Hard Time Marrying Part 15

!fireplace-3She had supper ready when Joe and the boy came in.  She’d cooked beans on in a cast-iron pot hanging over the fire and baked cornbread and some sweet potatoes in the coals, pleasant work she was accustomed to.  Joe’s brows lifted when he saw supper and bowls and cups out on the table.  She crumbled cornbread in a cup and Joe poured buttermilk over it for the baby before lifting her to Anya’s lap.  They all fell to with an appetite. 

“My name is Anya, not Anna.  I’ll stay and earn my keep till I can manage, but I ain’t no whore.  Don’t come sniffing around me.  I don’t want to owe you nothing.  I’m gittin’ better so I can do for the baby and tend the house, but you need to keep the boy with you.”  She looked him fiercely in the eye.

Joe looked her and raised his voice.  “I’ll thank you to call me Joe.  Don’t you think I could’a already done hurt you if I’d wanted? I don’t want nothin’ more from you than you take care of yourself and the baby.”  He dropped his voice, speaking more to himself.  “I been getting along without a woman for a long time, but I ain’t fell so low I got to take up with a stringy, beat-up neck bone like you.”

Poor Joe was unaware her hearing had improved and was surprised to have a hot sweet potato hit him in the jaw.  “I’ll thank you to keep a civil tongue in your head,” she warned him through clinched jaws. 

“Yes, ma’am.”  He muttered.  “Beggin’ pardon, ma’am.  No call for me to be spiteful.  We are both in a pickle and battling ain’t gonna help.”

“You keep to your place and I’ll keep to mine till I can do better.”  The tension eased a bit now they understood each other.

They passed the evening watching the children at their play.  Joe had brought them a kitten from the barn.  The boy teased it with a bit of string, delighting the baby girl.  Joe and Anya caught themselves laughing at it a time or two.

“What’s the boy’s name?”  This was the first time it had occurred to her to ask.

“I don’t know.  I just been calling him boy.  His mama was sick when she got here and never told me nothing.  She died the next day.”  He stared into the fire.

“You mean these ain’t your young’uns?”  She was incredulous.

“No, I don’t know nuthin’ exceptin’ their mama up and died soon’s she got here.  I’d send ‘em back to her folk if I knew who they was.  She come with nuthin’ but my letter, a bundle of clothes, and these young’uns after I wrote off for a wife. I buried her out in the mesquite and tried to take the kids back to Talphus fer the town or the church to do for ‘em and them miserable bastards run me off like a scalded dog.  When I got back after doing chores that night, you was up in the house lookin’ at the baby.  I thought I’d done buried their mama alive.  It warn’t till just now the coyotes dug her body out of the grave till I knew you warn’t the woman I married.  Oh, Lordy.  I don’t know why I ain’t left well enough alone.”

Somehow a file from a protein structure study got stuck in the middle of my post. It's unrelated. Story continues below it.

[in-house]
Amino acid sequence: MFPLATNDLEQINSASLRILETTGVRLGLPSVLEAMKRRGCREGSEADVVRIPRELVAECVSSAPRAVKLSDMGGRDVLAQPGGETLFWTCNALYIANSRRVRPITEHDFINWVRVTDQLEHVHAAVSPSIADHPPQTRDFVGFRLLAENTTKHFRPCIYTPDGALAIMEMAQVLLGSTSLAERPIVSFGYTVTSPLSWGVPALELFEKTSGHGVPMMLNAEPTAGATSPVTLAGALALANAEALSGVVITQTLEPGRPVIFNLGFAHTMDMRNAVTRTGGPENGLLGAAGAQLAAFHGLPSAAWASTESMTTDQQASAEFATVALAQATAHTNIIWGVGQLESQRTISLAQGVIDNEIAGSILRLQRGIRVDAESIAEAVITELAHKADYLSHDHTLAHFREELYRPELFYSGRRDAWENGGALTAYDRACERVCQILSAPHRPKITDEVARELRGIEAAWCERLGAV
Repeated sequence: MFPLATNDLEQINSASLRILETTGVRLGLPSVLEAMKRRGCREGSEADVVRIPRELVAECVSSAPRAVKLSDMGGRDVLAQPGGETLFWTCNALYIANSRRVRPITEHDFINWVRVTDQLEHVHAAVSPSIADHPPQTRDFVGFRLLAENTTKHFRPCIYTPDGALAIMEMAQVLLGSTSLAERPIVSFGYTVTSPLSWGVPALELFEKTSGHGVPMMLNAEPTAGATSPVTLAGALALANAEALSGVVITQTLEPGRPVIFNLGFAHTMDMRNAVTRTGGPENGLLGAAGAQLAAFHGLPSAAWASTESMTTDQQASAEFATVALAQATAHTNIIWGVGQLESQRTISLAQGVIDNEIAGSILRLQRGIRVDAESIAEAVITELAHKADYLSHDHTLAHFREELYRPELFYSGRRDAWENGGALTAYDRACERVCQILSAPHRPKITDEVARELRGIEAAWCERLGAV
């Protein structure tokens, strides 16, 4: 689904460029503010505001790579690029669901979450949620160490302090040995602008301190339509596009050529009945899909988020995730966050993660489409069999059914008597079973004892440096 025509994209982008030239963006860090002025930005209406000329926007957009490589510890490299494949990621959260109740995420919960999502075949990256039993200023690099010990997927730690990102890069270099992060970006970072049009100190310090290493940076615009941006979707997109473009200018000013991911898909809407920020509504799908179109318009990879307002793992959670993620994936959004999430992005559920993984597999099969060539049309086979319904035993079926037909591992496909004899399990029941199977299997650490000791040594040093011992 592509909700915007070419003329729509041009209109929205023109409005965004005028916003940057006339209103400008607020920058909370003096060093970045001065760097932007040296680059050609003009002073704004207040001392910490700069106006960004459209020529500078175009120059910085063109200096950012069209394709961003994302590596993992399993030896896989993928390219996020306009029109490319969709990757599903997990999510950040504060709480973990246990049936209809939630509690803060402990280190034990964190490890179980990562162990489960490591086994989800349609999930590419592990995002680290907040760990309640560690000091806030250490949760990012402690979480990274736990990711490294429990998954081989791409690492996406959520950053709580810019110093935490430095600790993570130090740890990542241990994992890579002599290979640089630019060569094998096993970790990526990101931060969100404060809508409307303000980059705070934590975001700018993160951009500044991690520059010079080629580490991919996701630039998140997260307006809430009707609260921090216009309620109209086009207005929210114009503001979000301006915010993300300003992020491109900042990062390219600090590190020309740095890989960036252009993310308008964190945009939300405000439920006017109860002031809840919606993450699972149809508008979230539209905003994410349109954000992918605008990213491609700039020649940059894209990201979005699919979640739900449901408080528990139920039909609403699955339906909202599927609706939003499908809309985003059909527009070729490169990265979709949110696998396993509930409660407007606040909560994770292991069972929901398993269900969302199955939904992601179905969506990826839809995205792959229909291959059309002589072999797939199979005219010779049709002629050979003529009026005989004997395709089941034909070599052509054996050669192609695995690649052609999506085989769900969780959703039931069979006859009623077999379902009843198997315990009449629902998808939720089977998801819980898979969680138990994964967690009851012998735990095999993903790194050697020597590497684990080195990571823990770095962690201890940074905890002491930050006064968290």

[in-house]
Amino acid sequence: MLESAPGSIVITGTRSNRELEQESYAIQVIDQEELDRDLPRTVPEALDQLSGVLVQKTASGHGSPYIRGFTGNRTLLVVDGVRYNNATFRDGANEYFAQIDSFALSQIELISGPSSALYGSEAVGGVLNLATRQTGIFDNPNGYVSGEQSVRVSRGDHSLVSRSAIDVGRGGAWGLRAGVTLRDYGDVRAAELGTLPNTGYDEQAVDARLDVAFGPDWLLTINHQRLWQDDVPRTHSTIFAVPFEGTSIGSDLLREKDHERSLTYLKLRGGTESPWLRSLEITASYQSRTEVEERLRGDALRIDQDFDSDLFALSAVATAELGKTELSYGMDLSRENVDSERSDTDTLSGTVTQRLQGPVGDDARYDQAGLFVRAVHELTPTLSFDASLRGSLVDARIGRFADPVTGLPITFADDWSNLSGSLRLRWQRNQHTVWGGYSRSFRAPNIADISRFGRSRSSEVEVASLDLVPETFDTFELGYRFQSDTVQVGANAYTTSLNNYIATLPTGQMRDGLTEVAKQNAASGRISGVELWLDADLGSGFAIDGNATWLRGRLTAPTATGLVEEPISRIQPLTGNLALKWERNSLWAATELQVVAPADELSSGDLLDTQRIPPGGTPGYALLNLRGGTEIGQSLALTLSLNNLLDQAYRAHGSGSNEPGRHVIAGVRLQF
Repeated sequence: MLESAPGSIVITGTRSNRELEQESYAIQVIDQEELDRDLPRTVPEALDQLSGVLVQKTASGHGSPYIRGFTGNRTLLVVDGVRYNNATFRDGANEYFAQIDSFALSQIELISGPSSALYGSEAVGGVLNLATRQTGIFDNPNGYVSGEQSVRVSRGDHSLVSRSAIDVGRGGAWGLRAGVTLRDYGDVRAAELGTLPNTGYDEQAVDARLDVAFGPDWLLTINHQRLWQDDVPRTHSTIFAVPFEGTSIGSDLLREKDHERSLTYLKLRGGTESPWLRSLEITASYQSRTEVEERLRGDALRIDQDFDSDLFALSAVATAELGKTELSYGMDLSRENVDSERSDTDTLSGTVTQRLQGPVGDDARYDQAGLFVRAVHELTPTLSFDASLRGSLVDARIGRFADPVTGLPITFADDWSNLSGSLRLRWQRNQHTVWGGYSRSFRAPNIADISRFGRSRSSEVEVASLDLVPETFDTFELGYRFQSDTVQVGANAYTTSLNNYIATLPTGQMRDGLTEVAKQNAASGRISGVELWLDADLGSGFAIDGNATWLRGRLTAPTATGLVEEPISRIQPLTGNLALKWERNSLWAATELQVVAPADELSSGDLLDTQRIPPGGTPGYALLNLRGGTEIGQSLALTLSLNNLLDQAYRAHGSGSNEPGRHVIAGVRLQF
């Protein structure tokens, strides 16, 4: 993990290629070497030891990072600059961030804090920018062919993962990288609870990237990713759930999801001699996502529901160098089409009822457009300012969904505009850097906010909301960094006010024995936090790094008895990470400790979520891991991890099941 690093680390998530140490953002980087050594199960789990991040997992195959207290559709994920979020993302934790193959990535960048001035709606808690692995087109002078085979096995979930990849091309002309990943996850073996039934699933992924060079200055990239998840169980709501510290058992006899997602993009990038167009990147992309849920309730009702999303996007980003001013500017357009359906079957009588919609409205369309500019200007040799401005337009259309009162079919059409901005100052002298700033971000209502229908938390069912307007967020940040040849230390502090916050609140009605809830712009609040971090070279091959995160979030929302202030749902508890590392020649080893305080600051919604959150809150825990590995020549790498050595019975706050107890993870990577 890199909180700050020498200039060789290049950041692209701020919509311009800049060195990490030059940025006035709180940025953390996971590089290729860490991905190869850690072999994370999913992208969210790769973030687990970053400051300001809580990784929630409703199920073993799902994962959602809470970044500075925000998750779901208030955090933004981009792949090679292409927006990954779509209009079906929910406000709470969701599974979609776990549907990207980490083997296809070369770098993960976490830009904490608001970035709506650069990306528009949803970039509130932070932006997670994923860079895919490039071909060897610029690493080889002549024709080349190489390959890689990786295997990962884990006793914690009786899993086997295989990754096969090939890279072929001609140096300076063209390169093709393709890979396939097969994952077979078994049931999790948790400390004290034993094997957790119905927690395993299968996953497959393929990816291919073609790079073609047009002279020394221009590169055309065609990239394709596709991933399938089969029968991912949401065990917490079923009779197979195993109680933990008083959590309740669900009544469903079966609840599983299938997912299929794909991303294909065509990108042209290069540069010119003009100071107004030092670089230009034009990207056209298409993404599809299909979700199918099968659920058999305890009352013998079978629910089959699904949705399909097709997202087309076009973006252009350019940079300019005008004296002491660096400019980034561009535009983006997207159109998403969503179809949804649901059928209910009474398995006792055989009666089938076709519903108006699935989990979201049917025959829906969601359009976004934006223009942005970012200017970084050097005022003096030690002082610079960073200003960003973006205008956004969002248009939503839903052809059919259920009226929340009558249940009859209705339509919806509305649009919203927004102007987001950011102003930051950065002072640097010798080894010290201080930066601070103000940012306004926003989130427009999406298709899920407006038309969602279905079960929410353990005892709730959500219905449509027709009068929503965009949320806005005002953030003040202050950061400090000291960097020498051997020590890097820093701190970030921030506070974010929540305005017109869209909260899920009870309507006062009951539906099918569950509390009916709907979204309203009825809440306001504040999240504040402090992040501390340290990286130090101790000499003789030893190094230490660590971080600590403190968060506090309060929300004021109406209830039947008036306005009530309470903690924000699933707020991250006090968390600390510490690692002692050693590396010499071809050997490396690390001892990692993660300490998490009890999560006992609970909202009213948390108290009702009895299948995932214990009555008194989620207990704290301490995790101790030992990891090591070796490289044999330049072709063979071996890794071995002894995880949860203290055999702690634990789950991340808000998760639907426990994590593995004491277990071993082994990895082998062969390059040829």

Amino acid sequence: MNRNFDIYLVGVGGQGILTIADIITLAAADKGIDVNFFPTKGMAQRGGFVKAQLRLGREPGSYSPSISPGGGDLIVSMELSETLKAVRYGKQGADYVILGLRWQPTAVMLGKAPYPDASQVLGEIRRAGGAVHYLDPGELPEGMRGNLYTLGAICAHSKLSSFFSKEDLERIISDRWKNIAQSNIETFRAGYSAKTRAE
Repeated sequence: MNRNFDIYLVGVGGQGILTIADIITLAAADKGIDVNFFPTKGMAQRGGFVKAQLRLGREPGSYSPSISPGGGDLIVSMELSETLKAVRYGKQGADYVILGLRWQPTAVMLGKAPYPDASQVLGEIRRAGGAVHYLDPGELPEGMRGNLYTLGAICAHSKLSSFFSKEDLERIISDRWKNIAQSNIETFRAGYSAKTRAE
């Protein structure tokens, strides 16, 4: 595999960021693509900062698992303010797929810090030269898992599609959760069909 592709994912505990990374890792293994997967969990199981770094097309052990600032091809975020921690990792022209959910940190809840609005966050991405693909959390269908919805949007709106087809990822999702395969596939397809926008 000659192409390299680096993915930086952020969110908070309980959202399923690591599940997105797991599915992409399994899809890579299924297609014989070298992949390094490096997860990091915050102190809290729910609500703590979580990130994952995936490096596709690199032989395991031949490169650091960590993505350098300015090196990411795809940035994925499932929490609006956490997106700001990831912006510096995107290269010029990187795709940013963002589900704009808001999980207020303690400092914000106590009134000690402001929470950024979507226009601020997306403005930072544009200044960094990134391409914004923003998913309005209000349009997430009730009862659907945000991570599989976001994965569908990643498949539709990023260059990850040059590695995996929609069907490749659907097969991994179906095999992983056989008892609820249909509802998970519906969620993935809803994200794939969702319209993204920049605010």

Hard Time Marrying Part 13

anya-and-baby

Anya had no idea of the horror behind Joe’s outburst as he tore into the cabin, though she knew plenty about the moods of men, none of it good.  She covered her head and cowered on the far side of the bed, expecting a beating or rape, the way men had most often dealt with her.  His previous kindnesses were forgotten in her shock.

“What’s going on here?  Who the Hell are you and how did you get here? I thought you were my wife! Who are these kids?”  He crossed the room shaking her by the shoulders as she waited for the blows to rain down. “

Despite her confusion, with him shouting directly into her face, there was no mistaking, “I THOUGHT YOU WERE MY WIFE!”

He was insane!  Bracing for what was sure to come next, she covered her head with her good arm.  God help me!  Distraught and overwrought he fled the cabin, slamming the door before the boy could get out behind him.

The boy wailed and tore at the door.  The baby cried and clung to her.  The shock of the man’s outburst cleared her confusion a bit.  She rushed to the door, and slid the wooden bar to lock the man out.  At least that would give her a moment to think.  She’d hoped to have a few more days to rest.  In her clouded mind, the baby girl had become the little sister she’d so loved. She to figure a way to get herself and the girl away.  The man might burn them in their beds tonight, but if they survived, she’d have to figure out a way to get them out of here in the morning.

 

 

Hard Time Marrying Part 9

traveling-medicine-show1No mother had ever loved her.  A woman or two passed through, but none of them stayed long.  Ever since she could remember, she’d trailed Pa at his blacksmith or on the homestead though some days he didn’t speak five words to her.  As she got older, she picked up a little cooking, but neither of them did more than they had to in the house.  She was near thirteen when Bessie and her three boys moved in homestead after marrying Pa, Bessie railed at the filth in the house and set about teaching Anya housekeeping with a ready back-hand.  She wasn’t partial to the girl, backhanding her own boys just as often.  When Bessie’s baby girl was born a few months later, she carelessly handed it off to Anya, taking it only to nurse.  For the first time in her life, Anya knew love, never leaving her new sister in Bessie’s way.